For the Democrats a major inconvenient truth about their economic policy is found in the nationwide unemployment rate. At 8.3% for July 2012, almost one in twelve people who want to work can’t. That statistic does not reflect those who have “dropped out” of the labor force; nor does it include those who have jobs that underutilize their skills.
Worse that the bald statistics, the Democrats have not presented a clear, cogent strategy for generating new jobs in the economy. The best they can say is that the Republicans would have done worse. Perhaps at their convention this week they’ll come up with a better answer, but I’m not holding my breath.
The Republican mantra seems to be that we are in this mess because (1) Democrats want big government, (2) Democrats are beholden to labor unions, which cause bloated government payrolls and have a negative impact on job growth and (3) Democrats refuse to balance the Federal budget and eliminate regulations. Had they done so, then the free markets would be released from their prisons and would solve the economic
problems that beset us.
Inconvenient Truth #1: Big Government saved us from a Depression.
Republicans, regardless of how they voted at the time, seem to be uniformly against the various actions taken by the multiple segments of the Federal Government to mitigate the economic swoon. Participating were the Federal Reserve, the Bush and Obama administrations and Congress.
Unfortunately for Republicans the very actions they now deny and degrade are those that economists across the political spectrum agree have had a positive impact on our economy. In Blinder & Zandi’s paper “How the Great Recession Was Brought to an End” they state that “without the government’s response, GDP in 2010 would be about 11.5% lower, payroll employment would be less by some 8½ million jobs, and the nation would now be experiencing deflation.”
Inconvenient Truth #2: Focusing on Busting Public Sector Unions does not Translate into Jobs
Two recently elected governors have made eliminating effective public sector unions a major plank of their legislative agendas as a way to balance state budgets and (presumably) encourage private sector employment. Gov. Walker led a highly effective process in Wisconsin to strip unions of many of their previously granted rights. Gov. Christie in New Jersey has also vociferously taken on the unions.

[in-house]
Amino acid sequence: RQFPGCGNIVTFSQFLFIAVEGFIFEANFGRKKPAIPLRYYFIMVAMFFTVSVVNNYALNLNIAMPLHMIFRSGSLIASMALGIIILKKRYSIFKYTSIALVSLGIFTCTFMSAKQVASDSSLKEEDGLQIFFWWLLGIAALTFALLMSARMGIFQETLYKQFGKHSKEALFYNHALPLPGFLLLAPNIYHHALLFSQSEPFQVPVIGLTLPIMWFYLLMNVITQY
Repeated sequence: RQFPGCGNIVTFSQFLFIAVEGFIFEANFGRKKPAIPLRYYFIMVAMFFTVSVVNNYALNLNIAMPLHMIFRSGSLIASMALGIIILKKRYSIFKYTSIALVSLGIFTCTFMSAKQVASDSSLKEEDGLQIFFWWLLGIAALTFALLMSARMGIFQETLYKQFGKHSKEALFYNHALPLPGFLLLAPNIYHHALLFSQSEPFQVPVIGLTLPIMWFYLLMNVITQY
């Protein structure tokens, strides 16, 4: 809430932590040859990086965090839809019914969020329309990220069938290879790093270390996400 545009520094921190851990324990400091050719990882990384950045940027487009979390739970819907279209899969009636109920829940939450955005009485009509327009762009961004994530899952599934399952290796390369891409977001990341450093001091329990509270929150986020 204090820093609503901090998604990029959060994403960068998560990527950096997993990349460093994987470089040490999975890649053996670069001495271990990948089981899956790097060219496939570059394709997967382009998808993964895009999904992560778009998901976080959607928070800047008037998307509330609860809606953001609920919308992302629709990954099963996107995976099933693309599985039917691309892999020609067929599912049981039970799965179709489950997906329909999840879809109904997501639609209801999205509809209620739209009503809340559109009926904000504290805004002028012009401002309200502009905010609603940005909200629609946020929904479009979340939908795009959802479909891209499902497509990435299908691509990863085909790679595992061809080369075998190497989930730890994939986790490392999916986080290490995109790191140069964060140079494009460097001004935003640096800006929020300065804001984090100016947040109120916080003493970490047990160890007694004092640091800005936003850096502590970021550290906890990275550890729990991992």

Unfortunately, while the governors won their battles against the public unions, they have lost the war against unemployment.
For July 2012, Wisconsin is tied in 22nd place among states in unemployment rate at 7.3%; New Jersey comes in 47th at 9.8%. The overall U.S. unemployment rate is 8.3%. So Wisconsin is better, New Jersey much worse. Maybe that had to do with the employment mix each state embodied prior to the recession. Perhaps instead of looking at the current unemployment rates, we should consider how employment rates have changed over the last year (i.e. after the governors gutted the unions) as a better measure of governmental policies than at the actual rate of unemployment.
Wisconsin was in 40th place of the states: its unemployment rate decreased only .3% from 7.6% to 7.3% in the last twelve months. That looks positively glowing when compared to New Jersey in 49th place (only New York was worse). New Jersey’s unemployment rate increased .4% over the past twelve months from 9.4% to 9.8%.
The policy of public sector union busting has worked so well in these states that the Republican national platform includes eliminating dues checkoff for public employee unions. So much for creating jobs being the real goal.
Inconvenient Truth #3: Balancing the Federal Budget Will Not Immediately Improve the Economy
On the GOP.gov website Republicans claim that balancing the budget will “Bring Certainty to Job Creators.” Perhaps that is true, but certainty of what? It will provide the certainty of increased unemployment (what job creator is going to hire all those people Republicans plan to fire from the Federal government?). Balancing the budget without raising taxes can only be done through decreased Federal spending. Decreased Federal spending translates into reduced demand. When companies face reduced demand—in fact are certain there will be reduced demand (maybe that’s the certainty Republicans will provide to job creators?) investment and hiring both decrease.
When investment and hiring decrease in both public and private sectors, the economy enters another recession.
We don’t have to try this experiment ourselves. Europe has been modeling it for us through the austerity programs they have introduced. Overall European unemployment is 11.3% for July 2012, up from 10.1% a year earlier. Most of Europe has entered a double-dip recession.
The Solution is Clear but not Easy—and requires another essay since this one is too long already.
Suffice it to say there are answers, which neither party advocates, to solve our problem. I’ll make my suggestions next post.